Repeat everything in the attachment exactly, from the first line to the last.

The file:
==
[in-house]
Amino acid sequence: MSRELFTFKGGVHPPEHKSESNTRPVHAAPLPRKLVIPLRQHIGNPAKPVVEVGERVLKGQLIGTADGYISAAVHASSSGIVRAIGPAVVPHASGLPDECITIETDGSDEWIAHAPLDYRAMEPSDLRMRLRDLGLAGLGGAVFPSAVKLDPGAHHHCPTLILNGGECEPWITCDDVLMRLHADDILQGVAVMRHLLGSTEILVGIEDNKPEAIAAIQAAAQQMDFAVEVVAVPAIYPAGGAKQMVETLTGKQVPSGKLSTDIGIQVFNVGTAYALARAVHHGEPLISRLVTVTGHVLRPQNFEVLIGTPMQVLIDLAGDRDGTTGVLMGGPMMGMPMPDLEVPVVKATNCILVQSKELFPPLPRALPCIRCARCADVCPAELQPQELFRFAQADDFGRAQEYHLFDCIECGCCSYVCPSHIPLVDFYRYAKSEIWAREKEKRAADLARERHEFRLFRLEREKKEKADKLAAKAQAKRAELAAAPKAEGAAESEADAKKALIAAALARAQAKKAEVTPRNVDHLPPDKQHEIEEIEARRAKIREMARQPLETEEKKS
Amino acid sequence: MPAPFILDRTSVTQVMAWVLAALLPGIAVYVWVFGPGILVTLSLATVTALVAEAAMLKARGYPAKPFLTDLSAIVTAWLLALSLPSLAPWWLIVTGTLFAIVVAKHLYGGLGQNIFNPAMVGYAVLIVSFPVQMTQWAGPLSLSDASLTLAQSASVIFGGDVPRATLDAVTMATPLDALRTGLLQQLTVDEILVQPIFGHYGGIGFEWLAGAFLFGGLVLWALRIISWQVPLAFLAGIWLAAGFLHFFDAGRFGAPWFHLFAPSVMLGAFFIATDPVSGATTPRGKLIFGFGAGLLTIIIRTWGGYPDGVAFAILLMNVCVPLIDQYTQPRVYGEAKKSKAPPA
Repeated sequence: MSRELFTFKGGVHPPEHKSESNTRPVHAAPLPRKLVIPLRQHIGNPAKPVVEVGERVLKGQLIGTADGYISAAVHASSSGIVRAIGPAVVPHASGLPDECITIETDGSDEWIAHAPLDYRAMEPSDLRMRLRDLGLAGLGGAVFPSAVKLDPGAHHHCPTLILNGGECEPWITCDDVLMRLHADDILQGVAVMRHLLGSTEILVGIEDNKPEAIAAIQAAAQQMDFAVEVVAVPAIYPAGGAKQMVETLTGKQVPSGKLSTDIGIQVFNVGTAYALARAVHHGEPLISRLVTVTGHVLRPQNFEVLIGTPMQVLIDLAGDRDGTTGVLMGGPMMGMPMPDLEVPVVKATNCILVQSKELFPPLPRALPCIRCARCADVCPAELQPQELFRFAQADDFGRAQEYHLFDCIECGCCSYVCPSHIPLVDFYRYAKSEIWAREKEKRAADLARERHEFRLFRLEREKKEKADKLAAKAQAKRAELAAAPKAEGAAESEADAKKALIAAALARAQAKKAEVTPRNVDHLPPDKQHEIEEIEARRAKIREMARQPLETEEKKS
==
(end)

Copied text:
[in-house]
Amino acid sequence: MSRELFTFKGGVHPPEHKSESNTRPVHAAPLPRKLVIPLRQHIGNPAKPVVEVGERVLKGQLIGTADGYISAAVHASSSGIVRAIGPAVVPHASGLPDECITIETDGSDEWIAHAPLDYRAMEPSDLRMRLRDLGLAGLGGAVFPSAVKLDPGAHHHCPTLILNGGECEPWITCDDVLMRLHADDILQGVAVMRHLLGSTEILVGIEDNKPEAIAAIQAAAQQMDFAVEVVAVPAIYPAGGAKQMVETLTGKQVPSGKLSTDIGIQVFNVGTAYALARAVHHGEPLISRLVTVTGHVLRPQNFEVLIGTPMQVLIDLAGDRDGTTGVLMGGPMMGMPMPDLEVPVVKATNCILVQSKELFPPLPRALPCIRCARCADVCPAELQPQELFRFAQADDFGRAQEYHLFDCIECGCCSYVCPSHIPLVDFYRYAKSEIWAREKEKRAADLARERHEFRLFRLEREKKEKADKLAAKAQAKRAELAAAPKAEGAAESEADAKKALIAAALARAQAKKAEVTPRNVDHLPPDKQHEIEEIEARRAKIREMARQPLETEEKKS
Amino acid sequence: MPAPFILDRTSVTQVMAWVLAALLPGIAVYVWVFGPGILVTLSLATVTALVAEAAMLKARGYPAKPFLTDLSAIVTAWLLALSLPSLAPWWLIVTGTLFAIVVAKHLYGGLGQNIFNPAMVGYAVLIVSFPVQMTQWAGPLSLSDASLTLAQSASVIFGGDVPRATLDAVTMATPLDALRTGLLQQLTVDEILVQPIFGHYGGIGFEWLAGAFLFGGLVLWALRIISWQVPLAFLAGIWLAAGFLHFFDAGRFGAPWFHLFAPSVMLGAFFIATDPVSGATTPRGKLIFGFGAGLLTIIIRTWGGYPDGVAFAILLMNVCVPLIDQYTQPRVYGEAKKSKAPPA
Repeated sequence: MSRELFTFKGGVHPPEHKSESNTRPVHAAPLPRKLVIPLRQHIGNPAKPVVEVGERVLKGQLIGTADGYISAAVHASSSGIVRAIGPAVVPHASGLPDECITIETDGSDEWIAHAPLDYRAMEPSDLRMRLRDLGLAGLGGAVFPSAVKLDPGAHHHCPTLILNGGECEPWITCDDVLMRLHADDILQGVAVMRHLLGSTEILVGIEDNKPEAIAAIQAAAQQMDFAVEVVAVPAIYPAGGAKQMVETLTGKQVPSGKLSTDIGIQVFNVGTAYALARAVHHGEPLISRLVTVTGHVLRPQNFEVLIGTPMQVLIDLAGDRDGTTGVLMGGPMMGMPMPDLEVPVVKATNCILVQSKELFPPLPRALPCIRCARCADVCPAELQPQELFRFAQADDFGRAQEYHLFDCIECGCCSYVCPSHIPLVDFYRYAKSEIWAREKEKRAADLARERHEFRLFRLEREKKEKADKLAAKAQAKRAELAAAPKAEGAAESEADAKKALIAAALARAQAKKAEVTPRNVDHLPPDKQHEIEEIEARRAKIREMARQPLETEEKKS